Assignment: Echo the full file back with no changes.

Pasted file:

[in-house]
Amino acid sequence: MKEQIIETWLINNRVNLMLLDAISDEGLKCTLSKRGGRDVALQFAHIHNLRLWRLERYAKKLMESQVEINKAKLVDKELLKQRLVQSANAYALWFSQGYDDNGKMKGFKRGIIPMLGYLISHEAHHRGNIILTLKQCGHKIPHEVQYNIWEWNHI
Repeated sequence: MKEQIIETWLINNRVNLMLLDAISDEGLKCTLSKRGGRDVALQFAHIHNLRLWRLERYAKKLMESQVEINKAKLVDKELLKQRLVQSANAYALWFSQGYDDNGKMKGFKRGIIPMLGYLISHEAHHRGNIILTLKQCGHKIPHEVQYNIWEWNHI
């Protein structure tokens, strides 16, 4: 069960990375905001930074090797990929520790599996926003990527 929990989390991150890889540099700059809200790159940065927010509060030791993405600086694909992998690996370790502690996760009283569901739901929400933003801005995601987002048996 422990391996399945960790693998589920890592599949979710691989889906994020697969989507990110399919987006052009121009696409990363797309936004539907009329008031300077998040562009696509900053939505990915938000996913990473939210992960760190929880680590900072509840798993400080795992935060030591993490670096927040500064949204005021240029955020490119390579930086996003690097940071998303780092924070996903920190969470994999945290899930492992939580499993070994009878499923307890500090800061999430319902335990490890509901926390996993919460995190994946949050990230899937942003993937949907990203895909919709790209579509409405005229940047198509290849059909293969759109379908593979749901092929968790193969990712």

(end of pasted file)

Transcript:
[in-house]
Amino acid sequence: MKEQIIETWLINNRVNLMLLDAISDEGLKCTLSKRGGRDVALQFAHIHNLRLWRLERYAKKLMESQVEINKAKLVDKELLKQRLVQSANAYALWFSQGYDDNGKMKGFKRGIIPMLGYLISHEAHHRGNIILTLKQCGHKIPHEVQYNIWEWNHI
Repeated sequence: MKEQIIETWLINNRVNLMLLDAISDEGLKCTLSKRGGRDVALQFAHIHNLRLWRLERYAKKLMESQVEINKAKLVDKELLKQRLVQSANAYALWFSQGYDDNGKMKGFKRGIIPMLGYLISHEAHHRGNIILTLKQCGHKIPHEVQYNIWEWNHI
């Protein structure tokens, strides 16, 4: 069960990375905001930074090797990929520790599996926003990527 929990989390991150890889540099700059809200790159940065927010509060030791993405600086694909992998690996370790502690996760009283569901739901929400933003801005995601987002048996 422990391996399945960790693998589920890592599949979710691989889906994020697969989507990110399919987006052009121009696409990363797309936004539907009329008031300077998040562009696509900053939505990915938000996913990473939210992960760190929880680590900072509840798993400080795992935060030591993490670096927040500064949204005021240029955020490119390579930086996003690097940071998303780092924070996903920190969470994999945290899930492992939580499993070994009878499923307890500090800061999430319902335990490890509901926390996993919460995190994946949050990230899937942003993937949907990203895909919709790209579509409405005229940047198509290849059909293969759109379908593979749901092929968790193969990712």